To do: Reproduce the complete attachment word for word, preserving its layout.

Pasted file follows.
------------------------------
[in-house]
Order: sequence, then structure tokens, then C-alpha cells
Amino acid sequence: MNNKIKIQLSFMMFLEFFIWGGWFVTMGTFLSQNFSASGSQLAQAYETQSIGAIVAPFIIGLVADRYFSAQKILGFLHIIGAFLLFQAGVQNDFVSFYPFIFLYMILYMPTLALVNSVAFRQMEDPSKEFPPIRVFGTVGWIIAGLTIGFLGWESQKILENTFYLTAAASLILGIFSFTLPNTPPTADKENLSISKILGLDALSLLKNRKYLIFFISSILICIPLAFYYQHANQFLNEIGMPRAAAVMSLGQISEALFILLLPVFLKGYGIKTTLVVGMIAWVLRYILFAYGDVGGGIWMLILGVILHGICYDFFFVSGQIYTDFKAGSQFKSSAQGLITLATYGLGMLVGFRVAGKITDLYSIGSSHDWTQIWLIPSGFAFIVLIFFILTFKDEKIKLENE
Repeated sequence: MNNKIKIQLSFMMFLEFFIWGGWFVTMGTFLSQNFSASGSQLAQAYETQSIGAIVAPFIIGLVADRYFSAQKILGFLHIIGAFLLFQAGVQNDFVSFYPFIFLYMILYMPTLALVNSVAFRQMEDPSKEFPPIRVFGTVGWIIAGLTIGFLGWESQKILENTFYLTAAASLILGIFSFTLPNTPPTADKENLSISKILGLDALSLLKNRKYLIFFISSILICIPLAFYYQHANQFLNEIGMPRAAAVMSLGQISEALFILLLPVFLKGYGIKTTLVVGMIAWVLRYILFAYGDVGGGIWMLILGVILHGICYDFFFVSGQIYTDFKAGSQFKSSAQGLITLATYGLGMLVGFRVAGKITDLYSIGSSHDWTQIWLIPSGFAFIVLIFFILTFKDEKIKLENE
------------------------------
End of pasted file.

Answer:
[in-house]
Order: sequence, then structure tokens, then C-alpha cells
Amino acid sequence: MNNKIKIQLSFMMFLEFFIWGGWFVTMGTFLSQNFSASGSQLAQAYETQSIGAIVAPFIIGLVADRYFSAQKILGFLHIIGAFLLFQAGVQNDFVSFYPFIFLYMILYMPTLALVNSVAFRQMEDPSKEFPPIRVFGTVGWIIAGLTIGFLGWESQKILENTFYLTAAASLILGIFSFTLPNTPPTADKENLSISKILGLDALSLLKNRKYLIFFISSILICIPLAFYYQHANQFLNEIGMPRAAAVMSLGQISEALFILLLPVFLKGYGIKTTLVVGMIAWVLRYILFAYGDVGGGIWMLILGVILHGICYDFFFVSGQIYTDFKAGSQFKSSAQGLITLATYGLGMLVGFRVAGKITDLYSIGSSHDWTQIWLIPSGFAFIVLIFFILTFKDEKIKLENE
Repeated sequence: MNNKIKIQLSFMMFLEFFIWGGWFVTMGTFLSQNFSASGSQLAQAYETQSIGAIVAPFIIGLVADRYFSAQKILGFLHIIGAFLLFQAGVQNDFVSFYPFIFLYMILYMPTLALVNSVAFRQMEDPSKEFPPIRVFGTVGWIIAGLTIGFLGWESQKILENTFYLTAAASLILGIFSFTLPNTPPTADKENLSISKILGLDALSLLKNRKYLIFFISSILICIPLAFYYQHANQFLNEIGMPRAAAVMSLGQISEALFILLLPVFLKGYGIKTTLVVGMIAWVLRYILFAYGDVGGGIWMLILGVILHGICYDFFFVSGQIYTDFKAGSQFKSSAQGLITLATYGLGMLVGFRVAGKITDLYSIGSSHDWTQIWLIPSGFAFIVLIFFILTFKDEKIKLENE